Press Release
November 16, 2011


Economic turbulence across Western Europe, Japan and the United States is stoking widespread civic unrest over increasing social inequity and lack of decent jobs, developments that the Philippine government cannot afford to ignore.

In his sponsorship speech of the 2012 National Budget, Angara called on the administration to purposefully channel spending toward creating a knowledge-based and innovative-driven economy to raise living standards, generate quality jobs, boost competitiveness and enhance access to education and infrastructure.

"These recent events highlight how a world that has become more prosperous, by and large, has also become more inequitable--stoking widespread unrest and discontent," said Angara, Vice Chair of the Senate Committee on Finance. "The national budget is our foremost weapon to respond to these challenges."

He cited the political and social tides spreading across the Middle East, and the Occupy Movement across major cities in the United States and Western Europe--both indicators of growing public restlessness over massive unemployment and widespread corruption.

"The government can no longer afford to be a passive actor," he stressed. "We have a unique opportunity to escape this turmoil relatively unscathed if we do the right things at the right time."

Angara sponsored the budgets of the following agencies: the Department of Education (DepEd), Commission on Higher Education (CHED) and the State Universities and Colleges (SUC's), the Department of Science and Technology (DOST), the Department of Trade and Industry (DTI), Cultural Institutions and the Housing Agencies.

"Education, science and technology, culture and the arts, trade and industry, shelter--these are the core elements that define who we are and what we can become," he said.

According to Angara, the DepEd budget will be utilized to overcome physical shortages such as seats and desks, water and sanitation facilities, as well as address important issues of effective teaching methods, retraining of teachers in math, science and communication arts, and the use of educational technology.

There is also a need to prepare the school system for ICT connectivity, and scale up the feeding program as 2 million children go to school hungry everyday.

As for higher education, CHED and the different SUC's are gearing up to boost the country's capacity for research and development (R&D) through the model of innovation clusters--a consortium of industry, academe, government and international collaboration in six key areas that will develop usable R&D to address pressing challenges such as food security, health and wellness, energy access, and knowledge access.

These innovation clusters are on Algae Research & Commercialization, Cloud Computing and Software as a Service (SaaS), Smart Agriculture and Precision Farming, Responsible Mining Technologies, Disaster Science and Management, and Natural Health and Nutritional Products.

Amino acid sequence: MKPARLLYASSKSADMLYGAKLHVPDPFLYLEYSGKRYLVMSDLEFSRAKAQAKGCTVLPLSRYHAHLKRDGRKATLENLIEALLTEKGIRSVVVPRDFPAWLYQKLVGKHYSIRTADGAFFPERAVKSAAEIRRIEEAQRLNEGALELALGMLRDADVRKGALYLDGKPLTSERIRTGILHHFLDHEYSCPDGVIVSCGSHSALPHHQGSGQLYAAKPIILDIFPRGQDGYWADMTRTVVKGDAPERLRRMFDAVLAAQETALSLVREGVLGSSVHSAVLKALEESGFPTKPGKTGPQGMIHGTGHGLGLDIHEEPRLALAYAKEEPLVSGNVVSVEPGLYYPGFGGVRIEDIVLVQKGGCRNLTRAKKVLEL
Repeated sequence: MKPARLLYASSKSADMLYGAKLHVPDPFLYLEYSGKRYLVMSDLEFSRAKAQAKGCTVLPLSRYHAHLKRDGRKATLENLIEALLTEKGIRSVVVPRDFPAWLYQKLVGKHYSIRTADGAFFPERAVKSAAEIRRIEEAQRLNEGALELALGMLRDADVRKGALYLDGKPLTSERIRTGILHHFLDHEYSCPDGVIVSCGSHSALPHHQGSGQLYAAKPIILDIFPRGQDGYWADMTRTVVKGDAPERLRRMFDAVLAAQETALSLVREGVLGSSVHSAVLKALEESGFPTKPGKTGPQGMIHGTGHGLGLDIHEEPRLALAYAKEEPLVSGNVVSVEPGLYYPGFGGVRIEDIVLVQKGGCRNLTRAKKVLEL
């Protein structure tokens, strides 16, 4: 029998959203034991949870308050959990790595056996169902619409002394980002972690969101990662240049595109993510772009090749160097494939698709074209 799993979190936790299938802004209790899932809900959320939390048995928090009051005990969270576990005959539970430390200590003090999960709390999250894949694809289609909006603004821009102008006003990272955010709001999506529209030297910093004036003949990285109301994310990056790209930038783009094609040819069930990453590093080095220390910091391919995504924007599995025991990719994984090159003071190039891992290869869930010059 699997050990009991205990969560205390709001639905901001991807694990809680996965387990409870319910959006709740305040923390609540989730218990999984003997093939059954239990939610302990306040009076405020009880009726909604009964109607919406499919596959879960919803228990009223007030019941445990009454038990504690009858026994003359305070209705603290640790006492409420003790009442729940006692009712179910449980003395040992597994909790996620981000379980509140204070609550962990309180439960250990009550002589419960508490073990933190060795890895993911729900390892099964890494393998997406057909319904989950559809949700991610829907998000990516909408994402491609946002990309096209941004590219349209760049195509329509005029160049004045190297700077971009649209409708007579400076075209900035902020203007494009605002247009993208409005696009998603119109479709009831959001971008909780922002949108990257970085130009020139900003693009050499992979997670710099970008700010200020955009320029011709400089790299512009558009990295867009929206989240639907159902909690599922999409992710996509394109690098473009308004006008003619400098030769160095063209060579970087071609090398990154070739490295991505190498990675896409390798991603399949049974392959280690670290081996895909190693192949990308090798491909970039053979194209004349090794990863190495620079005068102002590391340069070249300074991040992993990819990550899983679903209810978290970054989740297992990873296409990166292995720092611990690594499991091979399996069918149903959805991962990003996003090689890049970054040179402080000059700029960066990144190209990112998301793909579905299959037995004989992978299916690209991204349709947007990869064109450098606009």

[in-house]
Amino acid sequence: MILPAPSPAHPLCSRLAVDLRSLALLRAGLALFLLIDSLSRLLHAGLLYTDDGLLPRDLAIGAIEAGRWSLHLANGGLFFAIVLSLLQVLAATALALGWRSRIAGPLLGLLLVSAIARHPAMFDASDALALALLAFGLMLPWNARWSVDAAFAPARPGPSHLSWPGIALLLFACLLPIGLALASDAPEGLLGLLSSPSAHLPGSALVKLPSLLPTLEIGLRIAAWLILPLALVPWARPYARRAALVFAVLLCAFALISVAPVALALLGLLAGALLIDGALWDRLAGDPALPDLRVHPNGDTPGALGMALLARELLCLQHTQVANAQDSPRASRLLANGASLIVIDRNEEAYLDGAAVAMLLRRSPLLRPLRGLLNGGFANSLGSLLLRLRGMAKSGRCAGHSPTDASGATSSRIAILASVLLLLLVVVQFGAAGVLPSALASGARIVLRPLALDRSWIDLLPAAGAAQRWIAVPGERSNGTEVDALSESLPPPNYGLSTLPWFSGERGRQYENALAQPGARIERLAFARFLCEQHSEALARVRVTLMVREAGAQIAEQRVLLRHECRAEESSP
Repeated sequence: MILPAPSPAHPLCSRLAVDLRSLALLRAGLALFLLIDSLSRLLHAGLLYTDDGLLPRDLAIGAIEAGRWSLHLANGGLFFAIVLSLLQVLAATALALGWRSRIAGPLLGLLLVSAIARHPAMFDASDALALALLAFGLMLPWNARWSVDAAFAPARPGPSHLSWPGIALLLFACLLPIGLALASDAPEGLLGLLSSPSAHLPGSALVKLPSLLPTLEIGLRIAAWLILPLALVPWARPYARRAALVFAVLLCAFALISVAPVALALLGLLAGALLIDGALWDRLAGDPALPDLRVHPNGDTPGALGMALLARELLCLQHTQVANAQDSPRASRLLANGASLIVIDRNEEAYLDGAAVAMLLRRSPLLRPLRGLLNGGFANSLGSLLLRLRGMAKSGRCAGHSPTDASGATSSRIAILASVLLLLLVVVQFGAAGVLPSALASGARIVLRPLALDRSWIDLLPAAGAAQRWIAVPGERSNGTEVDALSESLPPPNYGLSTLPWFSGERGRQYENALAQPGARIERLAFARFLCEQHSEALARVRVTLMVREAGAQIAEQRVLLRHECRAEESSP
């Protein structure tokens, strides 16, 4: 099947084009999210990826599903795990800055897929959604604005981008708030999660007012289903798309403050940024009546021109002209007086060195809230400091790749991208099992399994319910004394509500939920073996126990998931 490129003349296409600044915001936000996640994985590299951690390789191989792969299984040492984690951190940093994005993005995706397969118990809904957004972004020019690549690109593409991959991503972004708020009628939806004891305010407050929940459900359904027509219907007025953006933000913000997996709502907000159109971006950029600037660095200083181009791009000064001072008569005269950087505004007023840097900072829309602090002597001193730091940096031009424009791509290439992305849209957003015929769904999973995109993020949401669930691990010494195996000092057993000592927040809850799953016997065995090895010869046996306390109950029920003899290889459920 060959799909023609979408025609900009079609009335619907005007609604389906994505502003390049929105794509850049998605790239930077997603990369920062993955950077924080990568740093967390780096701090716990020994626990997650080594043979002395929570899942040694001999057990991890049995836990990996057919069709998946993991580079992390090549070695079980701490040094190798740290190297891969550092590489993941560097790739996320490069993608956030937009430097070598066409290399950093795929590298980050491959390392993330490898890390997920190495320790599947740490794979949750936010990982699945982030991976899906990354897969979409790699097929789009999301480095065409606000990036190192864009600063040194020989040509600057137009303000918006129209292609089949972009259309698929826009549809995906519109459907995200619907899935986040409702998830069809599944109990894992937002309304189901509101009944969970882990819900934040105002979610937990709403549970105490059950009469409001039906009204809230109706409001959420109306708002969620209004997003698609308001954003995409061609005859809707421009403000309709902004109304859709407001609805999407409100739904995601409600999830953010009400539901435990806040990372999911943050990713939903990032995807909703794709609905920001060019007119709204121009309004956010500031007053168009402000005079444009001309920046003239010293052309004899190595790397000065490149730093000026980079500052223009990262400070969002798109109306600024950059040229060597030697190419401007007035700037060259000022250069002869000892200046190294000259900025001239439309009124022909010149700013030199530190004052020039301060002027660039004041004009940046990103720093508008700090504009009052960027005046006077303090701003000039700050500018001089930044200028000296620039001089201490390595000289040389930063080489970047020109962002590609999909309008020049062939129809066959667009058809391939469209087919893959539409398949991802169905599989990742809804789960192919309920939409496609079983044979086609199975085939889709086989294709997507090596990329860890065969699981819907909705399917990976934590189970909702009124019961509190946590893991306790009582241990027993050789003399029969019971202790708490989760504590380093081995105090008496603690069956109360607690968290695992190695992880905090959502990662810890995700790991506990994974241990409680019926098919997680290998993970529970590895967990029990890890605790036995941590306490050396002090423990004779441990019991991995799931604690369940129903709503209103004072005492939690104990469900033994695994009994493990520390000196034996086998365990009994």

Angara, Chair of the Senate Committee on Education, Culture and the Arts, also recommended the promotion of intercultural relations through funding for the Philippine-Spanish Friendship Day and support for the digitization and preservation of priceless papers and documents in the National Library.

CHED's Higher Education Development Fund (HEDF) will also fund extension services of SUC's in the Cordilleras, for cultural preservation, biodiversity protection and climate change adaptation.

Meanwhile, the allocation for the DTI seeks to take advantage of the Asian renaissance, as trade and economic activity shifts back to the Pacific. DTI's budget includes funding for encouraging industries to do business in free trade areas, fostering the growth of micro, small and medium enterprises (MSMEs), and helping the country qualify for entry into the Trans-Pacific Partnership (TPP), a free-trade initiative among the U.S. and eight APEC members: Australia, Brunei, Chile, Malaysia, New Zealand, Peru, Singapore and Vietnam.

Angara also highlighted the importance of housing construction in creating jobs especially in rural and poor areas.

He cited statistics from the Housing and Urban Development Coordinating Council (HUDCC) showing that every 100 jobs generated in the housing sector creates an additional 18 jobs in ancillary industries, at a cost of only P6,504 to create one job. Every P1 investment in construction also yields an additional economic output of almost P2.

However, Angara pointed out that housing agencies only have a total of P6.975 billion when P361 billion is required from now until 2016 to provide housing assistance for 1.5 million Filipinos. Angara called for increased involvement of the private companies and the banking sector to address this lack.

"I am optimistic that the passage of the 2012 National Budget will not only shield us from increasing external turmoil, but also help us take advantage of the opportunities for economic growth before us," Angara concluded.

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